- Behold: 12 straight hours of ‘Stranger Things” Alexei drinking a Slurpee 2 Years Ago
- Influencer couple under fire for using holy water to splash genitals in Bali 2 Years Ago
- These are the 10 best villains DC comics has ever conceived Today 1:11 PM
- The Daily Wire accused of stealing art design from pop artist for its merchandise Today 12:09 PM
- Instagram model Rianne Meijer on keeping it real with her followers Today 10:52 AM
- How to stream Chelsea vs. Leicester City Today 8:30 AM
- Florida man arrested after allegedly texting girlfriend his mass shooting plans Today 8:27 AM
- How to stream Real Madrid vs. Celta Vigo Today 8:20 AM
- How to stream Seahawks vs. Vikings in NFL preseason action Today 8:00 AM
- How to stream Steelers vs. Chiefs in NFL preseason action Today 6:30 AM
- Chuck E. Cheese recycles pizza is the conspiracy theory that won’t die Today 6:30 AM
- How to stream Cowboys vs Rams in NFL preseason action Today 6:00 AM
- Cómo ver el UFC 241: Daniel Cormier vs. Stipe Miocic Today 6:00 AM
- How to live stream UFC 241: Daniel Cormier vs. Stipe Miocic Today 6:00 AM
- How to stream Manchester City vs. Tottenham Hotspur Friday 6:59 PM
Sen. Ron Wyden (D-Ore.) has signed on to the Marijuana Justice Act, first proposed by Sen. Cory Booker (D-N.J.) in August of this year.
“I’m proud to join forces with Senator Booker to fight this administration’s attempts to shift our country into reverse when it comes to federal marijuana policy. It’s more important now than ever to update outdated policies, right the wrongs against communities of color, and continue our work to lift up the voices of the many Americans who are speaking out in favor of legalization,” Wyden said in a statement.
The bill would remove marijuana from the federal list of controlled substances, legalizing it on a federal level. It would also encourage states to legalize the drug by providing funding for communities in need.
Booker and Wyden discussed the bill via Facebook Live last week, specifically the effect of current drug law on marginalized communities. Both men cited the disproportionate effect of current marijuana laws on communities of color and on poor communities and criticized Attorney General Jeff Sessions’ attempts to bring back the War on Drugs.
“Jeff Sessions and the Trump administration are still trying to fight a 1980s drug war that is socially unjust, economically backward and against the will of the American people,” Wyden said.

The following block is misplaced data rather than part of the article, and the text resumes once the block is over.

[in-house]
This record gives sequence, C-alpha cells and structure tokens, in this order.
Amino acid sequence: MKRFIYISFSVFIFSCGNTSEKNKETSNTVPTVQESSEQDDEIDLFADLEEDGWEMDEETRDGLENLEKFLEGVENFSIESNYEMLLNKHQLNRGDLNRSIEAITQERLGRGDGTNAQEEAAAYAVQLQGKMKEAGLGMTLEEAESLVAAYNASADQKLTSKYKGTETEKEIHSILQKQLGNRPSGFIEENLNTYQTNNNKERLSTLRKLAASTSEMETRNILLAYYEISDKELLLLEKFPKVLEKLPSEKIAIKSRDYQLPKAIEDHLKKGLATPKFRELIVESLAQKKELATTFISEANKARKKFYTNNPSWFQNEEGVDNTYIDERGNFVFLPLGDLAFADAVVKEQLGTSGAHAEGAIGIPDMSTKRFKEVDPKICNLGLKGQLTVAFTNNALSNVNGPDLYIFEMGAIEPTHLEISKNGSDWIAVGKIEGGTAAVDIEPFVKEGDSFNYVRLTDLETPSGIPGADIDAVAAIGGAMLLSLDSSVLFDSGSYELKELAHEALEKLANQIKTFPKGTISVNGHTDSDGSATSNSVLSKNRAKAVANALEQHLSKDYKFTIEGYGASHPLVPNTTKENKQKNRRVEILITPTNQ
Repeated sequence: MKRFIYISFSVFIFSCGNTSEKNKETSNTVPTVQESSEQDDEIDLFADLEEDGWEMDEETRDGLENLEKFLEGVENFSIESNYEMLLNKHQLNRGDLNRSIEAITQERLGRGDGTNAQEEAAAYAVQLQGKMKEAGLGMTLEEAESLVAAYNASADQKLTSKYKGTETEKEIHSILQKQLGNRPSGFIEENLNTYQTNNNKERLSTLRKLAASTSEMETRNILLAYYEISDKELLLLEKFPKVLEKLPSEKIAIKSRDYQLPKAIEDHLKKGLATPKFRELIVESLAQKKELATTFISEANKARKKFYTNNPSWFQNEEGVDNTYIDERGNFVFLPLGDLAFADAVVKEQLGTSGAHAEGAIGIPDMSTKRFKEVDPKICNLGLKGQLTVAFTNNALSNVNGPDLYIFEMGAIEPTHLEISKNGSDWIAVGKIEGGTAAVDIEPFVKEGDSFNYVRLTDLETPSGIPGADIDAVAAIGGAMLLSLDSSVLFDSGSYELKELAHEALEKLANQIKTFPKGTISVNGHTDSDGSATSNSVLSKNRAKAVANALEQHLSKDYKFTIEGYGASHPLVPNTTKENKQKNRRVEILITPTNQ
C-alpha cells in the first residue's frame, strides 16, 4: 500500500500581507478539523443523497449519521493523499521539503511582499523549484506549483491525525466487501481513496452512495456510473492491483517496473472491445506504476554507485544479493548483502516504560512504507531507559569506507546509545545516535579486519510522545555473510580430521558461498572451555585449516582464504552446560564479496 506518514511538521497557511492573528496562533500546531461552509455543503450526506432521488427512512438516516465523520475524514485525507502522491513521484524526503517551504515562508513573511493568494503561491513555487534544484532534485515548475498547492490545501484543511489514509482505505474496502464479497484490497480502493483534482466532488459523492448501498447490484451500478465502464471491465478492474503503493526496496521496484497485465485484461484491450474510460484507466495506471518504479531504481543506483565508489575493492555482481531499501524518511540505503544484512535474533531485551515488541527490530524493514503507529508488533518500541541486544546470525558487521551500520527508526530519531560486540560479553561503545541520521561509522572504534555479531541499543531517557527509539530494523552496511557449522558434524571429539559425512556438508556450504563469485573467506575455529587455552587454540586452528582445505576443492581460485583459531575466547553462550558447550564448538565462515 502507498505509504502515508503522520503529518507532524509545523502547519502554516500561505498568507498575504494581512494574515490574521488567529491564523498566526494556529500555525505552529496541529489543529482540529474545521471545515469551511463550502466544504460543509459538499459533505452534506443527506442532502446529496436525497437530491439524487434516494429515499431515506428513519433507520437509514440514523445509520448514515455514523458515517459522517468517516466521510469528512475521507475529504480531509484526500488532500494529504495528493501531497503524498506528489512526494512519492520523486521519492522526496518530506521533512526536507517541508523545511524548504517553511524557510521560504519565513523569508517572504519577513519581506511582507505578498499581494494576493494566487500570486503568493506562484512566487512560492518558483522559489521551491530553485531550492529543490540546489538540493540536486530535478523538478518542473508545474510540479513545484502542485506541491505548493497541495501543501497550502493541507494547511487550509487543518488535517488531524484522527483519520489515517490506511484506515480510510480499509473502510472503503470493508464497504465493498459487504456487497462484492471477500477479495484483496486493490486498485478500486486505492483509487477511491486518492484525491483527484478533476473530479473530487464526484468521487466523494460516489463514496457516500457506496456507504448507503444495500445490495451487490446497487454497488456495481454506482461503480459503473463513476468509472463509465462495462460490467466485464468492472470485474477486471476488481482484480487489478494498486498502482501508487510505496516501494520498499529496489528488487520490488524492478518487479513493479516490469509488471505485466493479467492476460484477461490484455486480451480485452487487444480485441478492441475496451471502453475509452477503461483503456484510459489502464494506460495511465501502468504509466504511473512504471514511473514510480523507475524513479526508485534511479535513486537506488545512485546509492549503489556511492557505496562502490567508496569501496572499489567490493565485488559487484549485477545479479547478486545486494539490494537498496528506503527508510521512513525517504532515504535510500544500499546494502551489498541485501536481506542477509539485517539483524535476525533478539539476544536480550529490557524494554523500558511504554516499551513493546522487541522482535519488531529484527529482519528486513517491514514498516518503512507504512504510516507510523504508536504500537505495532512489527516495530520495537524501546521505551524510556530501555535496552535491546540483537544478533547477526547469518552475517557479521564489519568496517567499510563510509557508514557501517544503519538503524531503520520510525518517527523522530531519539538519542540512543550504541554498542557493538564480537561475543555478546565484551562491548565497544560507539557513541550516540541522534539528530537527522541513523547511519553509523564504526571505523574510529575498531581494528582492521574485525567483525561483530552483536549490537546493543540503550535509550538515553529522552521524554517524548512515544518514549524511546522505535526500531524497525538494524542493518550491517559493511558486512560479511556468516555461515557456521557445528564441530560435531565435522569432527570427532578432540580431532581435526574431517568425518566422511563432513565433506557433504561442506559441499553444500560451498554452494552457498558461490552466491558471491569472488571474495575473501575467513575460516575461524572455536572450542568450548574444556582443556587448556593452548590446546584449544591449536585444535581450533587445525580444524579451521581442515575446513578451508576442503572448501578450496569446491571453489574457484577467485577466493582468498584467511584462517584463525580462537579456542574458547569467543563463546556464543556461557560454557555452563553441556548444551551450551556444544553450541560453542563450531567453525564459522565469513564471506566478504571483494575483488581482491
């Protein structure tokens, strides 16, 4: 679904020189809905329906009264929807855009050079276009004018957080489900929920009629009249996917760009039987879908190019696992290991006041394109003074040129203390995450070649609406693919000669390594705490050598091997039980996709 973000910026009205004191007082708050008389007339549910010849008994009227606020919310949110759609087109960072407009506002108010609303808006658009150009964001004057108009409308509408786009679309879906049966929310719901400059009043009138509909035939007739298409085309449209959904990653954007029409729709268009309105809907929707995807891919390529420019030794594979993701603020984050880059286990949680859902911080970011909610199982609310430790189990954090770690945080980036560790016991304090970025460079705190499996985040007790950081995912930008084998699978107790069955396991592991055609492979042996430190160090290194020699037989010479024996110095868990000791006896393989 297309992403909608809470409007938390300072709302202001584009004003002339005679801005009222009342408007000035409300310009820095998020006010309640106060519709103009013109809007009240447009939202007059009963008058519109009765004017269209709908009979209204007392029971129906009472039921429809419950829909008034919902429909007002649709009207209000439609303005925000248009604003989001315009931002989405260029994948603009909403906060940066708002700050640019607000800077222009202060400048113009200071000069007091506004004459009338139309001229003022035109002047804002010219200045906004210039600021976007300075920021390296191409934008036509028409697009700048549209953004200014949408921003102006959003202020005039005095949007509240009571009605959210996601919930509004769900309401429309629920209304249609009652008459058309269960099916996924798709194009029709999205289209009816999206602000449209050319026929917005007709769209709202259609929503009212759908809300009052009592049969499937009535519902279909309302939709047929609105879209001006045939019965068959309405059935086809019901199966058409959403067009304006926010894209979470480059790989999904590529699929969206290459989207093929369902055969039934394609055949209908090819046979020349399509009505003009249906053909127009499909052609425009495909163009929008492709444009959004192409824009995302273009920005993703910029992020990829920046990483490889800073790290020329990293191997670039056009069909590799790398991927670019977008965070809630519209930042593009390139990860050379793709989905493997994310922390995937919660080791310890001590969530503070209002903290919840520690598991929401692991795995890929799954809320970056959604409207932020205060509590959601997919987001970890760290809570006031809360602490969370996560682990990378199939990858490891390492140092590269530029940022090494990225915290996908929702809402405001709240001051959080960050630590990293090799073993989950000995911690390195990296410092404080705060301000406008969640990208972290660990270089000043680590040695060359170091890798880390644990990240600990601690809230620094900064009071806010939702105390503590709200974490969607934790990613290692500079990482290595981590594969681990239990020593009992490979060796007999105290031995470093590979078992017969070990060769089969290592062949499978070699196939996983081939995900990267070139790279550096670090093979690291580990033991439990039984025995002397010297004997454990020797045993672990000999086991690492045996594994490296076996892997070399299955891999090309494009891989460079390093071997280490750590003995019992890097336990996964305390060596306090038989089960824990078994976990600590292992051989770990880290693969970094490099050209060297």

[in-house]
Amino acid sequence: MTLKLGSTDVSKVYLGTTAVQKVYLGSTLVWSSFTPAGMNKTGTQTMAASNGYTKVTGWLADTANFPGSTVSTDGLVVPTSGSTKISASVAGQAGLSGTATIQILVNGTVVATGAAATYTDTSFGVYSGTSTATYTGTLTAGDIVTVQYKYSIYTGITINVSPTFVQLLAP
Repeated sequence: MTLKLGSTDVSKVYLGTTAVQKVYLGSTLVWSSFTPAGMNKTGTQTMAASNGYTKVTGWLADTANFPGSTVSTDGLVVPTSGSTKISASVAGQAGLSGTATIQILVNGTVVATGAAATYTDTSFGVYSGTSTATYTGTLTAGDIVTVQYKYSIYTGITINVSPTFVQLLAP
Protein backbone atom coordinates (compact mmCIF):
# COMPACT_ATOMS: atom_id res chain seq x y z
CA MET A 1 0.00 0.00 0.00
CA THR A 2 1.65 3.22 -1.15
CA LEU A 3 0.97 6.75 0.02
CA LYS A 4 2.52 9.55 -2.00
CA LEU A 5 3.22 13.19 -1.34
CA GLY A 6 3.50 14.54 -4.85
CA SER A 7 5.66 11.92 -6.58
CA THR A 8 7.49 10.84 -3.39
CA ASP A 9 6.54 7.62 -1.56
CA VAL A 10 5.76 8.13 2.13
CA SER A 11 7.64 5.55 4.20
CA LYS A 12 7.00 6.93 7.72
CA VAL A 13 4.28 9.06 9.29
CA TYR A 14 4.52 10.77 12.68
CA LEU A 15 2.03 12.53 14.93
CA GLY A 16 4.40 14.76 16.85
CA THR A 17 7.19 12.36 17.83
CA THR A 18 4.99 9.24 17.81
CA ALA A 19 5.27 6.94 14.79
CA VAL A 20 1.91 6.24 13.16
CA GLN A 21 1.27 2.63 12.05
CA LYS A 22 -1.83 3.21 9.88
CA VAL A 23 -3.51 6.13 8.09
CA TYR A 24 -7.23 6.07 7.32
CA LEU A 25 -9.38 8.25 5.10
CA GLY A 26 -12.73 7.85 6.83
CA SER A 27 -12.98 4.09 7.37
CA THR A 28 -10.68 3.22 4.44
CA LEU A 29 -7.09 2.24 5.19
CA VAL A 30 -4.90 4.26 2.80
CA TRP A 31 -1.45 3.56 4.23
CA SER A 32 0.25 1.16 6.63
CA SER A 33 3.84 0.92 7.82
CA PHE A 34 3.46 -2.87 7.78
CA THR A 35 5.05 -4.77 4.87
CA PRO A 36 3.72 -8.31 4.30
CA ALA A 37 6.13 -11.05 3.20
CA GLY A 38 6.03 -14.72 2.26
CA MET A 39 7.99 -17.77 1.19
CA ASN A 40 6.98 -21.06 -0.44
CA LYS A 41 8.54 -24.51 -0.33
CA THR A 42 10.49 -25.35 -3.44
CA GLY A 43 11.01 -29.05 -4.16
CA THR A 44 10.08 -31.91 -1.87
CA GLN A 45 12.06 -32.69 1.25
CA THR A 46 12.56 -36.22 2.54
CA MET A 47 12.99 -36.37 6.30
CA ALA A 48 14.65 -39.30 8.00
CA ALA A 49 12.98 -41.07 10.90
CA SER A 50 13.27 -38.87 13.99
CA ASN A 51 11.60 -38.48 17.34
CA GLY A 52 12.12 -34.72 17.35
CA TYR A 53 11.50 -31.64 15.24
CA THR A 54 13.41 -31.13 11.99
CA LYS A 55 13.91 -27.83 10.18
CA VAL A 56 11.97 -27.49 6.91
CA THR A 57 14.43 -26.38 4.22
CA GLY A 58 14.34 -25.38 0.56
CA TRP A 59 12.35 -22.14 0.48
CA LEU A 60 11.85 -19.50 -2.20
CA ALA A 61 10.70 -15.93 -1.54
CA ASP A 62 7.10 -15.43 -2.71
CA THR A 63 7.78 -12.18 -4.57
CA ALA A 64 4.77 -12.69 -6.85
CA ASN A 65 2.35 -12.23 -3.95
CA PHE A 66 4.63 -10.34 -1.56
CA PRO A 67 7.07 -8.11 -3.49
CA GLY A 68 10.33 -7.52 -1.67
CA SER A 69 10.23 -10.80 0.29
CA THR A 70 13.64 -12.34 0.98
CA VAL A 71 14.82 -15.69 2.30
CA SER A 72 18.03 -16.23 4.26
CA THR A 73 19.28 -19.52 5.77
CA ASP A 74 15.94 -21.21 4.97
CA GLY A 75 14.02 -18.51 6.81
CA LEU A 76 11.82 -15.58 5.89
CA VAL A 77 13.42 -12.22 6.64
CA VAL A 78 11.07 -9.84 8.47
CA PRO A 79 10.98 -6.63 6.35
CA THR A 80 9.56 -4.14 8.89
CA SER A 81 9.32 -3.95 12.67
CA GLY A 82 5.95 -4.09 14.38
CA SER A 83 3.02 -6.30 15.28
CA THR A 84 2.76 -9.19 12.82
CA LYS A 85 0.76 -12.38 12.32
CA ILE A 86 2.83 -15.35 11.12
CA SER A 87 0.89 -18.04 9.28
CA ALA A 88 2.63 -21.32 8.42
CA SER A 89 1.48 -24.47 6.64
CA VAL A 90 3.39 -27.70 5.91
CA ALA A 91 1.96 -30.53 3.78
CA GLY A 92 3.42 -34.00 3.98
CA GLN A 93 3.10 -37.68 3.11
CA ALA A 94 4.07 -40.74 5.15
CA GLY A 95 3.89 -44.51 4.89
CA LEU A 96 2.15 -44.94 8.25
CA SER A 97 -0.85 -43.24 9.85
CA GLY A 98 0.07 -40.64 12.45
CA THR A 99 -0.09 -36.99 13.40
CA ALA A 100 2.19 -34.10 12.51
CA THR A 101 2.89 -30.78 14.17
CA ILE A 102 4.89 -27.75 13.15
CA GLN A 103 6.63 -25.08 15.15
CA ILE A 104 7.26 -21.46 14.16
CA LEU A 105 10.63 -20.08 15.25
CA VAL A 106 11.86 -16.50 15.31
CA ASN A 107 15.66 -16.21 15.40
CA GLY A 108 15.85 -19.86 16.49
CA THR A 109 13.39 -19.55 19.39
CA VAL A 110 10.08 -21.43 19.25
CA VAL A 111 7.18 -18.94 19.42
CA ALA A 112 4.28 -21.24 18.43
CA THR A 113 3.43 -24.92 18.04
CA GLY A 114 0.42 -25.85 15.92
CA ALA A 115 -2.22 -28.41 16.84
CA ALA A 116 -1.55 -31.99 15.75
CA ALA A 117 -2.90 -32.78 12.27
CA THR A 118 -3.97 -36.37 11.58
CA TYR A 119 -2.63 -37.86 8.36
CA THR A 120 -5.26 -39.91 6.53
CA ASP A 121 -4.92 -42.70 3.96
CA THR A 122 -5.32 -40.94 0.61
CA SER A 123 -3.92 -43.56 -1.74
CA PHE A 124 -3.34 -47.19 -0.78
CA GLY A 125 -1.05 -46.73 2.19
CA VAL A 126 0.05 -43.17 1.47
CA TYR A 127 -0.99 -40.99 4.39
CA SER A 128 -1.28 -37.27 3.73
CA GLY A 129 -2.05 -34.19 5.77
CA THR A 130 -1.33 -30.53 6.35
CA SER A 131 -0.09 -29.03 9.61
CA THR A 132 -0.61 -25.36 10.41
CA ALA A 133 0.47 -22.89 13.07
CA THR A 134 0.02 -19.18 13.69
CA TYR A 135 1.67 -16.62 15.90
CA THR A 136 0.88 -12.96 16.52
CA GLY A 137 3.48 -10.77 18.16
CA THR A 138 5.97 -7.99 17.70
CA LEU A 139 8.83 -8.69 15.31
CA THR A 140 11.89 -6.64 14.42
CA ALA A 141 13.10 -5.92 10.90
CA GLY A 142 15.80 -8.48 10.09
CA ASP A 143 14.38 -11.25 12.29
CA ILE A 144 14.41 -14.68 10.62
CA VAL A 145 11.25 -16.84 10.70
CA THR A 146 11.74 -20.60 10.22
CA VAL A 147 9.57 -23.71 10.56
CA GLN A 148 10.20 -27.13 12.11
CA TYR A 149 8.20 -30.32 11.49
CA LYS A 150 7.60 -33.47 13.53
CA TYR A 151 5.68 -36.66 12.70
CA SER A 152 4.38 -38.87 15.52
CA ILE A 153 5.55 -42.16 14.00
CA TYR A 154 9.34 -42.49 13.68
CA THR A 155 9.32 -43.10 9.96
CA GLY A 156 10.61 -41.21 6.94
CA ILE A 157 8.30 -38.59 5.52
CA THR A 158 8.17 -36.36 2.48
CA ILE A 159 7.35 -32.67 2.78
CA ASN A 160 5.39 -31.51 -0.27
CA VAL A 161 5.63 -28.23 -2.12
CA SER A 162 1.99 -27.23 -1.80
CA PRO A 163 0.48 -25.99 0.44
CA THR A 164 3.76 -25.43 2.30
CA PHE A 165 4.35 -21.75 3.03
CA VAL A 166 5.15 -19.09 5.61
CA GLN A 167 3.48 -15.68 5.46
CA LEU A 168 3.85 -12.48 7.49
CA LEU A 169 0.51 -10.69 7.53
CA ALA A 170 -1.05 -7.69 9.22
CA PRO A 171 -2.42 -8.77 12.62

The bill would also expunge federal pot use and possession crimes, and allow anyone currently serving time in prison for a federal marijuana-related offense to petition the court for resentencing.
Federal drug policy has long come under scrutiny for disproportionately affecting poor communities and communities of color. A study published by The Sentencing Project in 2016 cited harsh drug laws as a major factor in the disproportionate punishment of Black and Latino populations.
The bill particularly calls out states and communities that have not legalized marijuana possession and where the percentage of minority or low-income individuals arrested for marijuana-related offenses is is higher than that of white or non-low-income individuals.
The Marijuana Justice Act would penalize states that have not legalized marijuana, and which have drug arrest rates that disproportionately affect people of color and poor communities. It would also provide $500 million each year until 2040 for communities most affected by the War on Drugs, including funds for job training, public libraries, youth development programs, health education and community centers.
Both Wyden and Booker have been critical of Jeff Sessions and his renewed push for harsh drug policies. In August, Wyden wrote to the Attorney General demanding the release of the President’s Task Force on Crime Reduction and Public Safety’s recommendations on marijuana policy and slamming Sessions for his secrecy on the matter. And Booker spoke out against the harsh sentencing the DOJ proposed in a May memo.
While the bill has little chance of passing, it does create “a national conversation,” Jim Moore, the director of the Tom McCall Center for Policy Innovation at Pacific University, told the Statesman-Journal. While there are still legislators on both sides who oppose marijuana legalization, states have led the charge to decriminalize or legalize pot in recent years.
But come 2020, “It could end up becoming a very interesting political plank,” Moore said.
Ellen Ioanes is the FOIA reporter at the Daily Dot, where she covers U.S. politics. She is a graduate of Columbia Journalism School, and her work has appeared in the Guardian, the Center for Public Integrity, HuffPost India, and more.